TOKYO, May 29- Japan's financial regulator is urging banks to strengthen safeguards against potential market turbulence from a U.S. interest rate hike expected later this year, according to a document seen by Reuters. Policymakers believe Japan's banking system remains sound with no immediate signs of financial imbalances or excessive risk-taking.» Read More
Those looking for ways to maximize their return on cash will find a myriad of new options with relatively attractive interest rates, but they often come with convoluted guidelines. Here's a way to cut through the maze.
When I first read the letter from the secretaries of Treasury and Housing and Urban Development to the 25 loan servicers signed onto the administration's housing rescue program, I thought, "Them's fightin' words!"
Gov. Arnold Schwarzenegger on Tuesday is expected to use his line-item veto power to make additional cuts to California's latest spending plan—a move advocates fear could further hurt the poor.
Here we go again with bond auctions dictating the mood in the market. What should you expect as the Treasury auctions $115 billion in new debt?
The good news is that sales volumes of new construction are rising; the bad news is they're doing so despite growing trouble with appraisals. I can't seem to talk to anyone in the real estate industry on any topic without hearing something about appraisals.
Federal Reserve Chairman Ben Bernanke said Sunday that he had to "hold my nose" over last year's taxpayer-financed bailouts of big financial companies but argued that the action had to be taken to avoid a major meltdown of the U.S. financial system and the broader economy.
"The nosedive is over," says one economist about Friday's second-quarter GDP report. "Nevertheless, you come out of this looking past the second quarter with a very uneven recovery picture."
Corning stock softened in early morning trading despite reporting better-than-expected second-quarter earnings on Monday.
All the ingredients are on hand for the market to mix together a perfect bull run and stocks could rise another 15 percent this year and possibly 25 percent next year, Roger Nightingale, strategist at Pointon York, told CNBC.
States are spending hundreds of thousands of dollars apiece on special legislative sessions whose chief purpose, ironically, is to trim more funding from their eroding budgets.
A federal minimum wage increase that takes effect Friday could prolong the recession, some economists say, by forcing small businesses to lay off the same workers that the pay hike passed in better times was meant to help.
Many moons ago, like back in the George W. Bush administration, home ownership was all the rage. The "ownership society," some say, was the political impetus for the scandalous, irrational, negligent subprime lending that served to bring down the nation's economy. So as the mortgage market unwound, the homeownership rate fell, and all the politicians kept quiet, because that was the right thing; that was the necessary punishment for collective irresponsible behavior.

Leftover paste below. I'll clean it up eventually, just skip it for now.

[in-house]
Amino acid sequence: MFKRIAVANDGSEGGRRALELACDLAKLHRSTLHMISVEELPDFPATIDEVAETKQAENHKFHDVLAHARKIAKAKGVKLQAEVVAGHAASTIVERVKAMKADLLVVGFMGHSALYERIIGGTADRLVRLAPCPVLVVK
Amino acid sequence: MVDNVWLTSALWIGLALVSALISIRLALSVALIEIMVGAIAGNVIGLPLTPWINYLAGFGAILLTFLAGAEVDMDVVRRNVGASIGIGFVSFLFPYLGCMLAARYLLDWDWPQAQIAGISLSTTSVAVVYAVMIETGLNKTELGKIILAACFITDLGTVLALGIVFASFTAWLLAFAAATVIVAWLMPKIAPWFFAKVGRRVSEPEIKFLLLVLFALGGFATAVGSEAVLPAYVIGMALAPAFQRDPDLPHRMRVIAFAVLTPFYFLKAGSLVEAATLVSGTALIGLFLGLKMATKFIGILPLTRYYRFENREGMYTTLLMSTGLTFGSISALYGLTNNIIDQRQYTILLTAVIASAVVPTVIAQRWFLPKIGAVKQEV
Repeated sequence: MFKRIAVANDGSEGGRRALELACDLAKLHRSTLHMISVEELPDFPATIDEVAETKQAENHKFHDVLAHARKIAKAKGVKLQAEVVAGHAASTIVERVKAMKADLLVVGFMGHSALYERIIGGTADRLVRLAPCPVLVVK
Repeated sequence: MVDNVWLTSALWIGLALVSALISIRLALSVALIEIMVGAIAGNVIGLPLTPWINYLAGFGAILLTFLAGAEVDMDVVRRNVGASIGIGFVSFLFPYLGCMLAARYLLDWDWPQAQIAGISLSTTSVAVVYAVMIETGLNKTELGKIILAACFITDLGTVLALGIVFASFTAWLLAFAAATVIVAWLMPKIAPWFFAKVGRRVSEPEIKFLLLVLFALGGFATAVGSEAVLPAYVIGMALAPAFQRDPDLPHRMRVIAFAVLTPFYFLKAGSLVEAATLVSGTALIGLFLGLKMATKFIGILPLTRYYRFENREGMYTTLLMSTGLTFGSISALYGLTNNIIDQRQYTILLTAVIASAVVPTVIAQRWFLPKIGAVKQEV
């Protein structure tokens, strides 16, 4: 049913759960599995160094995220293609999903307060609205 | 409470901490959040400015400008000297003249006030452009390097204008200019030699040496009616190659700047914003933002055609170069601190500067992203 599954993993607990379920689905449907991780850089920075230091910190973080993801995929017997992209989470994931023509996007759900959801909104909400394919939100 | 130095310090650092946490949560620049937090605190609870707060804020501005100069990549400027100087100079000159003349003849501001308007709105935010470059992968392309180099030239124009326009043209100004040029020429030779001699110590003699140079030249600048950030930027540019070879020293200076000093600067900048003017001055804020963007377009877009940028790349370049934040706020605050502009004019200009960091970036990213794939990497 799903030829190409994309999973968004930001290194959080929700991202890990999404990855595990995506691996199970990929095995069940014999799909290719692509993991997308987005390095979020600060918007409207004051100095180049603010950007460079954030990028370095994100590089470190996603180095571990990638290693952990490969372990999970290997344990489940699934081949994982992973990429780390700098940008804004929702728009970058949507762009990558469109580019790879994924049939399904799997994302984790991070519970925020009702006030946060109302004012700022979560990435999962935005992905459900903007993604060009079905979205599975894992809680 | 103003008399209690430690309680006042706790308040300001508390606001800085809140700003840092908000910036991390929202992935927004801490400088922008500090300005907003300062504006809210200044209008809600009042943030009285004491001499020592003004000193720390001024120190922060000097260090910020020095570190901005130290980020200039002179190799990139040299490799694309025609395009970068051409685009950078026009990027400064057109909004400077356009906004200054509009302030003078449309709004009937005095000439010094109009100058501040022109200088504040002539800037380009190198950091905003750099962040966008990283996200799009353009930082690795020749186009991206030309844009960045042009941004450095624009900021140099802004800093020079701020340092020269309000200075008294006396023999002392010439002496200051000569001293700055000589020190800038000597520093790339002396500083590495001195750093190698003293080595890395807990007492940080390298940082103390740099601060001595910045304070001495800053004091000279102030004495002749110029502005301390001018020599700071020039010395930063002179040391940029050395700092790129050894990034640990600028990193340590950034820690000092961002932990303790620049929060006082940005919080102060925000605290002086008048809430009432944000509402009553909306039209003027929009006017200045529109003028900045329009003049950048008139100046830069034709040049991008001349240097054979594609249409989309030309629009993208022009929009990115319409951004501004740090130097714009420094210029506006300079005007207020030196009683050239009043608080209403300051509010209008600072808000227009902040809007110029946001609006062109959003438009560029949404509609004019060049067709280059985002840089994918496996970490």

People assume a dismal economy means good times for repo men. But as the creditors who hire them aim to cut costs, these automotive bounty hunters are struggling along with the rest of American business.
Today's relatively good news from the National Association of Realtors only added to the posse of positives in housing data. Sales are up for the third straight month, prices, while down, are not as far down as last month, and housing starts rose unexpectedly in June after builder confidence posted a gain as well. So what's bothering me? Inventory.
The notion of a jobless recovery is gaining traction among those who think the economy is finally getting back on its feet—but not enough to move the stock market.
We all know commercial property prices are tanking, thanks to reduced occupancy/revenue and a completely cruddy financing landscape. That said, I think it's important to look inside the numbers and see what is the best and worst in show, so we can determine where to invest.
Despite the fact that the auctioneers claimed to have calls from interested investors all over the world, not one of those folks decided to raise a hand at the Watergate Hotel auction. PB Capital, which holds the $40 million loan on the property set the opening bid at $25 million, and that was that. Not a word. Back to PB Capital.
Federal Chairman Ben Bernanke on Tuesday fended off congressional skepticism about expanding the Fed's duties to police big financial companies given the central bank's failure to catch problems that led to the financial crisis.
Nouriel Roubini, the economist whose dire forecasts earned him the nickname "Doctor Doom", told CNBC Monday that the economic recovery is going to be "very ugly."
Tomorrow the bank holding the $40 million loan on Washington DC's Watergate Hotel, New York-based PB Capital, will put the foreclosed property up for auction. The 251-room, formerly grand, 12-story lodging has been empty since 2007. Just the memories of those few burglars who slept there the night before they did their historic deed still haunt the hallways.